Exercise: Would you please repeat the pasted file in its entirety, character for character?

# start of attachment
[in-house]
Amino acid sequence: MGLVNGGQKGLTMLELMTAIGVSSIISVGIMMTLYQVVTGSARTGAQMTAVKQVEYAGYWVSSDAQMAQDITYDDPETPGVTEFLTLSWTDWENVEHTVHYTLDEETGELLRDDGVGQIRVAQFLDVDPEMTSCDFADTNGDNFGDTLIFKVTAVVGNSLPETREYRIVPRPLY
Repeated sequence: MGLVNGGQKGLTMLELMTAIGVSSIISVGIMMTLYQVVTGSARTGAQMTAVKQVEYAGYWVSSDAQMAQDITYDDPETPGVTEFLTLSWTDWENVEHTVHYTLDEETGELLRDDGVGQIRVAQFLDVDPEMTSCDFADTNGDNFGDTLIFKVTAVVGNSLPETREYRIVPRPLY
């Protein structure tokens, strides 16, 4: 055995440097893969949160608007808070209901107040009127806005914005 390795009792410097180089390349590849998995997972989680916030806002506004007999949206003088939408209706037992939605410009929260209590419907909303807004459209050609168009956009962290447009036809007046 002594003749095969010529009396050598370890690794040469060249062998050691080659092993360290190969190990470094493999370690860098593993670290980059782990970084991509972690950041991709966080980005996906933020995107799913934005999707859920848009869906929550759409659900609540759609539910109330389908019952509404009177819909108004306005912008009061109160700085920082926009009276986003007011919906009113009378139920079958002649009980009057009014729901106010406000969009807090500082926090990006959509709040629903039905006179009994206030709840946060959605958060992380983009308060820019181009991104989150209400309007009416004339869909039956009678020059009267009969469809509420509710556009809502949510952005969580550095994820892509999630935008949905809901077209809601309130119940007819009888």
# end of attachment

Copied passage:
[in-house]
Amino acid sequence: MGLVNGGQKGLTMLELMTAIGVSSIISVGIMMTLYQVVTGSARTGAQMTAVKQVEYAGYWVSSDAQMAQDITYDDPETPGVTEFLTLSWTDWENVEHTVHYTLDEETGELLRDDGVGQIRVAQFLDVDPEMTSCDFADTNGDNFGDTLIFKVTAVVGNSLPETREYRIVPRPLY
Repeated sequence: MGLVNGGQKGLTMLELMTAIGVSSIISVGIMMTLYQVVTGSARTGAQMTAVKQVEYAGYWVSSDAQMAQDITYDDPETPGVTEFLTLSWTDWENVEHTVHYTLDEETGELLRDDGVGQIRVAQFLDVDPEMTSCDFADTNGDNFGDTLIFKVTAVVGNSLPETREYRIVPRPLY
């Protein structure tokens, strides 16, 4: 055995440097893969949160608007808070209901107040009127806005914005 390795009792410097180089390349590849998995997972989680916030806002506004007999949206003088939408209706037992939605410009929260209590419907909303807004459209050609168009956009962290447009036809007046 002594003749095969010529009396050598370890690794040469060249062998050691080659092993360290190969190990470094493999370690860098593993670290980059782990970084991509972690950041991709966080980005996906933020995107799913934005999707859920848009869906929550759409659900609540759609539910109330389908019952509404009177819909108004306005912008009061109160700085920082926009009276986003007011919906009113009378139920079958002649009980009057009014729901106010406000969009807090500082926090990006959509709040629903039905006179009994206030709840946060959605958060992380983009308060820019181009991104989150209400309007009416004339869909039956009678020059009267009969469809509420509710556009809502949510952005969580550095994820892509999630935008949905809901077209809601309130119940007819009888």